US increases harassment of WikiLeaks, Assange associates

Wednesday, 4 July 2012 – by Bernard Keane

As the Australian government continues to insist the United States is not interested in charging Julian Assange, the Obama administration has significantly ramped up its harassment of activists and journalists linked to WikiLeaks in recent months.

The harassment of net security activist Jacob Appelbaum has long been a matter of public record. Icelandic MP Birgitta Jonsdottir no longer travels to the US in case she is arrested, on the advice of the Icelandic state department. In recent months, however, the list of targets for harassment has expanded. French internet freedom activist Jêrêmie Zimmermann was stopped by FBI agents in May while attending a conference in Washington DC, two months after being interviewed for Assange’s television program. Icelander Smari McCarthy was also been stopped while entering the US, and according to one report, asked by three officials to become an informer about Assange.

Combined with the still-unexplained stopping of human rights lawyer Jen Robinson in April, also while travelling, suggests a more systematic approach to harassing people connected with WikiLeaks by Department of Homeland Security officials and the FBI.

Laura Poitras is a documentary filmmaker and journalist based in New York. Her work focusing on America post-9/11, has been nominated for an Academy Award and an Emmy Award for outstanding investigative journalism. The films also earned Poitras the enmity of the Department of Homeland Security, which since 2006 has stopped her on virtually every occasion on her return to the US and interrogated her about her activities while out of the country. Her electronic equipment, notes and other documents have also been seized. On one occasion, armed officials demanded she stop taking notes of their treatment of her because her pen was a threatening weapon, and threatened to handcuff her to stop her. Glenn Greenwald at Salon, DemocracyNow and The New York Times in 2010 have all covered DHS’s treatment of an American journalist for the offence of making documentaries that don’t accord with Washington’s view of reality.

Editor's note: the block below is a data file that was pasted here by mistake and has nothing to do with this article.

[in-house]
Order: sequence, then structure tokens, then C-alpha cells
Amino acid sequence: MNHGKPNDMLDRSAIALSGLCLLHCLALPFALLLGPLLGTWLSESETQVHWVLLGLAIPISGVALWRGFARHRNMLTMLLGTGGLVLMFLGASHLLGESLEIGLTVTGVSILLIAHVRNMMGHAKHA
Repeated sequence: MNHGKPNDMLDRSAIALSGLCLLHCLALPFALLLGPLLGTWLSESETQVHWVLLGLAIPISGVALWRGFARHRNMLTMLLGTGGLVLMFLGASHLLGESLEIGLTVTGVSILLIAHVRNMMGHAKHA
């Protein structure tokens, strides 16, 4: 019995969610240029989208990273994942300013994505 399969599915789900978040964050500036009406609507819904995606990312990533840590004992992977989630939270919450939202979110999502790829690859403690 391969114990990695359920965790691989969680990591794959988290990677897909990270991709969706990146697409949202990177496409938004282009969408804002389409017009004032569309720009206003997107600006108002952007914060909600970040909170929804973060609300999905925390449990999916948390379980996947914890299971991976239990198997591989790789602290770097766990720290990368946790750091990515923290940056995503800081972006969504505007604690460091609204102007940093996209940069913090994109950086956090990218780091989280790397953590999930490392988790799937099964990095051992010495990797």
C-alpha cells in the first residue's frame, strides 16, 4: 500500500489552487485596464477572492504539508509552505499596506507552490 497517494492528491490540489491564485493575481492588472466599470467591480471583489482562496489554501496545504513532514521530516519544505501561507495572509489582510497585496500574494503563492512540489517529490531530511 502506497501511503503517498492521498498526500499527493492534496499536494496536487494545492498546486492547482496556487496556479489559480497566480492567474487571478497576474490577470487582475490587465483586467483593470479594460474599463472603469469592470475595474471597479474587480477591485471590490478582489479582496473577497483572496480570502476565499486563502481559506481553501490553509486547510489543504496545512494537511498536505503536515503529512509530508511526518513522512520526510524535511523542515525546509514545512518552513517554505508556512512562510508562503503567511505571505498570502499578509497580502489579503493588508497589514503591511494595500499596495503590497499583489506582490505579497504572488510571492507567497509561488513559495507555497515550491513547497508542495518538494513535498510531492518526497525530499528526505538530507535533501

This year, once she started working on a project with Assange, DHS’s harassment of Poitras shifted and she starting being detained by DHS agents before boarding flights in London, Amsterdam, and Paris, rather than on arrival in the US. The most recent occasion was on June 1 before a Virgin Atlantic flight from Heathrow to the US, when she was “interviewed” about her activities and where she has been staying, before being patted down and allowed to board the flight. Preflight interviewing is consistent with the DHS protocol for passengers on an “inhibited” list. Poitras has been stopped several times at Heathrow while flying Virgin Atlantic to the US, such that she is now on first name terms with Virgin’s Heathrow head of security. “Your name is on a ‘target’ list,” he told Poitras on June 1, before a DHS official arrived to speak to her. “It’s rare for a US citizen.”

DHS declined to speak about the harassment of Poitras or the treatment of McCarthy and Zimmermann on the grounds that “due to privacy laws, US Customs and Border Protection is prohibited from discussing specific cases”. Some pabulum accompanied the refusal, from Michael J. Friel of the Customs and Border Protection media area, including

“Our dual mission is to facilitate travel in the United States while we secure our borders, our people and our visitors from those that would do us harm like terrorists and terrorist weapons, criminals, and contraband.  CBP officers are charged with enforcing not only immigration and customs laws, but they enforce over 400 laws for 40 other agencies and have stopped thousands of violators of US law.”

Virgin Atlantic also refused to make any comment on security matters on the basis that they were “strictly confidential”. This follows Virgin Atlantic’s peculiar about-face after initially revealing to Crikey that Jen Robinson was stopped at the request of security agencies but then refusing to comment further after the UK Home Office intervened.

The unwillingness of either DHS or a private company to discuss government-ordained-corporate-delivered harassment is not an accidental feature of such processes, or a mere effort to cover embarrassment, but a key element. It prevents the most basic accountability and scrutiny or actions either through a claim of “confidentiality” — often based on the pretence of concern for the “rights” of the target of harassment (rights of course that have already been systematically violated by the agency) — or through outsourcing of implementation to private companies beyond the reach of political scrutiny, or through bland bureaucratese that is intended to misdirect, obscure or provide only the pretence of responsiveness. Or, in this case, all three.

While the apparent extension of harassment reinforces the case that, contra the willful blindness of the Australian government, the Obama administration is accelerating its investigation of Julian Assange, Poitras has been enduring such treatment for six years, all due to her journalism. And at the hands of a government that notionally guarantees freedom of the press.

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